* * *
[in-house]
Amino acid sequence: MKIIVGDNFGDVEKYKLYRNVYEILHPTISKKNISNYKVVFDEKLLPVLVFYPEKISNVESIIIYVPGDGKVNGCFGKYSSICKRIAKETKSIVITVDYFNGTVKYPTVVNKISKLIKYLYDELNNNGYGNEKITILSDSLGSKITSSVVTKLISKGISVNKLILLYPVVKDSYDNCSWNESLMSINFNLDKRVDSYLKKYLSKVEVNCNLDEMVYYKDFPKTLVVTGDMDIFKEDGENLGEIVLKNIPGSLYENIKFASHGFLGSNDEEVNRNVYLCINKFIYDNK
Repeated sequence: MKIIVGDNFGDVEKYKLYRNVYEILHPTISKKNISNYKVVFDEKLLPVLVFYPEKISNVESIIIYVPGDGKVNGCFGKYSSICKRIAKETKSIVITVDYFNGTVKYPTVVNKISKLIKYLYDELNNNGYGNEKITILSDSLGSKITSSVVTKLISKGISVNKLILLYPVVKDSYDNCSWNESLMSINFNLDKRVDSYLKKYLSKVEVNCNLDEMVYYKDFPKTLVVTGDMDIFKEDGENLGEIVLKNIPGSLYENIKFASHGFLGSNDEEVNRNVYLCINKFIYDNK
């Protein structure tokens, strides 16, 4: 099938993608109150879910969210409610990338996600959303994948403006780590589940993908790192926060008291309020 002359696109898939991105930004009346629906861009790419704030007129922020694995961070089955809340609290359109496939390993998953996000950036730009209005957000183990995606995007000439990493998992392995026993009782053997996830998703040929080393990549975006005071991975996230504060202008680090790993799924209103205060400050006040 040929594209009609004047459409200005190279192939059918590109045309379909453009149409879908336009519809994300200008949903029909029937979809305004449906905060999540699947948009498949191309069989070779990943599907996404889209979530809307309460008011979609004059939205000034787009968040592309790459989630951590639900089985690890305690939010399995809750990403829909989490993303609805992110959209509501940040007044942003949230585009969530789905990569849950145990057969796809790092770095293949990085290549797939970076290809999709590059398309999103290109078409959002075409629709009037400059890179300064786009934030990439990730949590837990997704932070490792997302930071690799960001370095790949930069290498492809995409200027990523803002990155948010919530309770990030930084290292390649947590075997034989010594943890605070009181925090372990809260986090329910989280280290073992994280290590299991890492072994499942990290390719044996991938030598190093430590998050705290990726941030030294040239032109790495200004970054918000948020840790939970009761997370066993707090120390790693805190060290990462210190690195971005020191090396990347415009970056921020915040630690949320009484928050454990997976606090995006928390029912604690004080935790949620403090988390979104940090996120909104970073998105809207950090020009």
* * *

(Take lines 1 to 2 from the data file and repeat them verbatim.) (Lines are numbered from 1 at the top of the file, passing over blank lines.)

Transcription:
[in-house]
Amino acid sequence: MKIIVGDNFGDVEKYKLYRNVYEILHPTISKKNISNYKVVFDEKLLPVLVFYPEKISNVESIIIYVPGDGKVNGCFGKYSSICKRIAKETKSIVITVDYFNGTVKYPTVVNKISKLIKYLYDELNNNGYGNEKITILSDSLGSKITSSVVTKLISKGISVNKLILLYPVVKDSYDNCSWNESLMSINFNLDKRVDSYLKKYLSKVEVNCNLDEMVYYKDFPKTLVVTGDMDIFKEDGENLGEIVLKNIPGSLYENIKFASHGFLGSNDEEVNRNVYLCINKFIYDNK